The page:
In high school I was friends with a girl who was very toxic, and when I began digging myself out of depression I cut her out of my life and didn’t speak to her for a year.
We had a very close relationship while we were friends, but for an entire year we never spoke a word to each other, not even a ‘hello’ when we passed each other in the hallways at school.
Then, one day, she texted me, inviting me to one of her parties she held every year. I didn’t want to go, considering I knew nobody who was going and we weren’t friends anymore, but I wanted to get away from my parents for a night, so I forced myself to go.
The party, unexpectedly, was very exciting and adventurous, and somehow I ended up being one of the last to leave the party.
She and I were in the pool together striking up a conversation for the first time in a year. While conversing I realized that she changed in a years time and was now a much happier person.
“It’s late, I better get going,” I had told her while stepping out of the pool.
“Awe really? Okay, well thanks for coming!” she smiled, throwing me a beer and I (surprisingly) caught it.
“Of course. Thanks for inviting me. Honestly, I didn’t think you would.”
“Jane, I know our friendship ended badly, but you’ll always be one of the best friends I’ve ever had.”
“Hey can I tell you something?” She had nodded and I continued, “I’m really proud of how far you’ve come, and if you ever need anything I’ll always be here for you.”
Two days later she was texting and driving on a bridge, hit a car at a fast speed, and her car fell off the bridge with her still inside of it. She didn’t survive the crash.
It was very painful attending her funeral, but I am very lucky my last words to her weren’t “I don’t want to be friends anymore,” and instead more kind, heartfelt, and honest.
“It’s okay Camper, Momma and Dadda get sick too – you are being very brave, now get some sleep, I love you.”
My two-year and nine month-old son, who’s name was Camper, had the best day of his life on Saturday. Two birthday parties – one at the beach and one at his cousins’ house with great friends and family.
The following day, he woke up with a headache. He was very smart and well spoken and told us (my wife and I) that his head hurt in the morning. We assumed he was probably a little dehydrated and just not feeling the well from all the cake and party action on the previous day.
My wife had to see clients that day, so I spent the day with Camper. We watched the movie A Bug’s Life, but he was throwing up and napping throughout the day. I just thought he had a general sickness. My brother-in-law was a pediatrician at the time, so he advised us to make sure Camper stayed hydrated with some Pedialyte. We did that, then put him down for bed that night, which is when I said, “It’s okay Camper, Momma and Dadda get sick too – you are being very brave, now get some sleep. Sweet dreams. I love you.”
And to be honest, I don’t really know if I said “I love you” – I regularly tell my children that, but for the life of me, I cannot exactly remember. It feels better to think that I did, even though he knew that anyway. I told him a few times throughout the day that he was being brave, because he didn’t cry or complain at all.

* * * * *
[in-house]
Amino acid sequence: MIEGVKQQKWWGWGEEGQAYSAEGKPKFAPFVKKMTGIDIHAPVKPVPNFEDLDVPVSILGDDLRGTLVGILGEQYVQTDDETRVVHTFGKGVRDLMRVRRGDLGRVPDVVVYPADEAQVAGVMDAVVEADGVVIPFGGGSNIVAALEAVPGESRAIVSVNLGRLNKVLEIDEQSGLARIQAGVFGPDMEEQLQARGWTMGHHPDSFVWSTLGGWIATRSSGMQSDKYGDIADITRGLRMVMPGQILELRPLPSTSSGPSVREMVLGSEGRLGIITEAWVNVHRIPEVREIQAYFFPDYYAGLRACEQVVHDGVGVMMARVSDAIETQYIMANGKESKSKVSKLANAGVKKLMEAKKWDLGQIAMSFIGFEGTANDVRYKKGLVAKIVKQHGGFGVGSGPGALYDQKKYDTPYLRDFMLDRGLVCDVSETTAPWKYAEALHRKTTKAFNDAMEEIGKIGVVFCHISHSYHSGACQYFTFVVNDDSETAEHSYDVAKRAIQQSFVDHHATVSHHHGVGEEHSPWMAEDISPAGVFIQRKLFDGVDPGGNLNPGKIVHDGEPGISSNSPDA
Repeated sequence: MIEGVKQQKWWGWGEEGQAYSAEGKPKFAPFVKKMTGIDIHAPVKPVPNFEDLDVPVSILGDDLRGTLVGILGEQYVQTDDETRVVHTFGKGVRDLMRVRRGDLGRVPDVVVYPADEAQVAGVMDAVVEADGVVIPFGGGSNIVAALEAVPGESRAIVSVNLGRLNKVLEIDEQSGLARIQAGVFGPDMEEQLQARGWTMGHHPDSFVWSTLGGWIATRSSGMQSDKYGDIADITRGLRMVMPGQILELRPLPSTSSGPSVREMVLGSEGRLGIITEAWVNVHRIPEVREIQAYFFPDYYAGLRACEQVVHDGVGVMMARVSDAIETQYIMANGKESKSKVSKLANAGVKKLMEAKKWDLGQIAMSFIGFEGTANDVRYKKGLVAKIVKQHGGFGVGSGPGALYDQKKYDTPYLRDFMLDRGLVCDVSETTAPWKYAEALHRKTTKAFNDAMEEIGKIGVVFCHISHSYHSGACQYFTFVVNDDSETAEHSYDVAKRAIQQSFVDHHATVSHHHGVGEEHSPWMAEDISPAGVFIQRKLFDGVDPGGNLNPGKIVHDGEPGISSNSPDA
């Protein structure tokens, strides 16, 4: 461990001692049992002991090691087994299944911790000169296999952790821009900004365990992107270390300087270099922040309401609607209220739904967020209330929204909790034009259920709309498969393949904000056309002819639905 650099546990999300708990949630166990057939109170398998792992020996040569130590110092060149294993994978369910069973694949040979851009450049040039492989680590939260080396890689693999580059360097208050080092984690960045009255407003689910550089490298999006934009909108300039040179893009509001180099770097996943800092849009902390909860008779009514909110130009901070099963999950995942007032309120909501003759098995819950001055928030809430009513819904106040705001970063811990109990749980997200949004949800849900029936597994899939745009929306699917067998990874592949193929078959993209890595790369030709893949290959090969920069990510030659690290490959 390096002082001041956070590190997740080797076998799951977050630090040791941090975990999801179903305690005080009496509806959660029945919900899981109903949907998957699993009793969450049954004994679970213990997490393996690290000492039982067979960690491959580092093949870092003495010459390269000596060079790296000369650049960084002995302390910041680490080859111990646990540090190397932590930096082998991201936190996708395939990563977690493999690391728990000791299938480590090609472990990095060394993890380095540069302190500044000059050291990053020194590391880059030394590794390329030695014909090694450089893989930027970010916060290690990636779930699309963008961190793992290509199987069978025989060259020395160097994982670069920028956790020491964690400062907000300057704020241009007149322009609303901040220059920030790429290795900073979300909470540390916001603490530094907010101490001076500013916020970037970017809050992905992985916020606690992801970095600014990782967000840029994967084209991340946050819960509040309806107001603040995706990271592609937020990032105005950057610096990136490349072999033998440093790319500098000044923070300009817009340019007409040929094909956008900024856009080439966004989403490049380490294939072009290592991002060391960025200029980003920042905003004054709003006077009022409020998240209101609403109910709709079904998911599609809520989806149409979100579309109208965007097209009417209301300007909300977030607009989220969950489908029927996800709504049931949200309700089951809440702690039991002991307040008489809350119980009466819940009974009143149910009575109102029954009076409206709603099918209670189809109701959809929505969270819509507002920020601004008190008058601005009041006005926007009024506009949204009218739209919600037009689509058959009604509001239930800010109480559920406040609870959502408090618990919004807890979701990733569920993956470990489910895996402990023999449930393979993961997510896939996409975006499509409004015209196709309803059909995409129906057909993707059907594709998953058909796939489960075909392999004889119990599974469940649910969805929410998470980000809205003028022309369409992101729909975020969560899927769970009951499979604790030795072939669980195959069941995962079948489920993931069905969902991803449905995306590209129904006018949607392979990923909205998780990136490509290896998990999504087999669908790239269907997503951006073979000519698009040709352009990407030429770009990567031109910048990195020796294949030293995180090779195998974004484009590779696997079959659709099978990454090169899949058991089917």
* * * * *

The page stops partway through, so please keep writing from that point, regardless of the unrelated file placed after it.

He never woke up from that final sleep. We ended up taking him, unresponsive, to the trauma room that night. He had an undiagnosed brain tumor that I guess just slowly grew as he got older. Slow enough that his brain could adjust and we never once saw any symptoms. And finally, on that day, it ruptured an artery in his brain and that was the end of his very bright, very full, very short life.
EDIT: I just wanted to add a couple things. First, I’m a very private person and was torn sharing this story with the public. But, when I saw the question, I felt compelled to answer, so I’m sticking with it. All of your well wishes are very kind and helpful.
Also, I wanted to add that we were able to donate Camper’s very healthy heart to a little girl that now gets to live on. We know that Camper’s time on this earth was short, but very impactful on many lives.
Empo, my mother’s aunt, has been living with our family for thirty years. She died of stroke early last year. She was 90 years old.
I almost didn’t say goodbye. It was eleven at night, and our flight to Japan was in six hours’ time. If I wanted to say that I was leaving, I had to knock on her door that very instance.
‘She would already be sleeping, wouldn’t she?’ I asked Mom.
‘No, she’s still awake,’ Mom said. ‘Go now.’
So I went down the stairs and knocked on her door. The stay-at-home nurse opened. Her room was already dark. Empo was laying on the bed, watching the TV. She noticed that someone had entered the room, and asked, ‘Who is it?’
‘It’s Ella,’ I said. I walked towards the side of her bed, leaning forward and placing my mouth right beside her ear.
‘Po, I will be going tomorrow for holiday,’ I said. ‘Be well, Empo. Eat a lot. Take care.’
Empo nodded and asked, ‘When going back Melbourne?’
‘January ninth,’ I said.
She nodded. ‘Well, then, enjoy the trip. Have fun.’ She put her hand on my shoulder and patted me. This was odd, as she was usually unhappy when we left her for the holiday. I kissed her left cheek and then her right, waving my hands and slowly closing the door to her room.
‘Be well,’ I whispered.
Empo had stroke when we were still in Japan. My parents caught a flight home right away, but my older sister and I weren’t able to get on an earlier flight. Empo never woke up from her coma. But my parents got there in time, Facetimed us and right after my sister and I said goodbye a second time, she passed away.
I almost didn’t say goodbye. But I’m sure glad that I did.